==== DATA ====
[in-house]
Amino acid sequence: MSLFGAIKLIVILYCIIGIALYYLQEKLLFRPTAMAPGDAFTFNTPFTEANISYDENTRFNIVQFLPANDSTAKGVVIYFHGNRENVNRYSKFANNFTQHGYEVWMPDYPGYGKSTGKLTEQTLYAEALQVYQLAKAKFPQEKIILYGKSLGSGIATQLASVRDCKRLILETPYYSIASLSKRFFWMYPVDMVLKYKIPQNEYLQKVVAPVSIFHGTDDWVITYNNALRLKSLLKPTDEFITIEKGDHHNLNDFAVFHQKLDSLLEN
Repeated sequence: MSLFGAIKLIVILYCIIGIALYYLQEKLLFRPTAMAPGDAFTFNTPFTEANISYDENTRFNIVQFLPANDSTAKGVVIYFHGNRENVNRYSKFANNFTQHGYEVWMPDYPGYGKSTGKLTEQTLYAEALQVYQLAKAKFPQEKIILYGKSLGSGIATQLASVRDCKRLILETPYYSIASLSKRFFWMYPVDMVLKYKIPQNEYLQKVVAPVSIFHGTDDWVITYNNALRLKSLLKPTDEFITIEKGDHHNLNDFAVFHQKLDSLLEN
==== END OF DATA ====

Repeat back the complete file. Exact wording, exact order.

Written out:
[in-house]
Amino acid sequence: MSLFGAIKLIVILYCIIGIALYYLQEKLLFRPTAMAPGDAFTFNTPFTEANISYDENTRFNIVQFLPANDSTAKGVVIYFHGNRENVNRYSKFANNFTQHGYEVWMPDYPGYGKSTGKLTEQTLYAEALQVYQLAKAKFPQEKIILYGKSLGSGIATQLASVRDCKRLILETPYYSIASLSKRFFWMYPVDMVLKYKIPQNEYLQKVVAPVSIFHGTDDWVITYNNALRLKSLLKPTDEFITIEKGDHHNLNDFAVFHQKLDSLLEN
Repeated sequence: MSLFGAIKLIVILYCIIGIALYYLQEKLLFRPTAMAPGDAFTFNTPFTEANISYDENTRFNIVQFLPANDSTAKGVVIYFHGNRENVNRYSKFANNFTQHGYEVWMPDYPGYGKSTGKLTEQTLYAEALQVYQLAKAKFPQEKIILYGKSLGSGIATQLASVRDCKRLILETPYYSIASLSKRFFWMYPVDMVLKYKIPQNEYLQKVVAPVSIFHGTDDWVITYNNALRLKSLLKPTDEFITIEKGDHHNLNDFAVFHQKLDSLLEN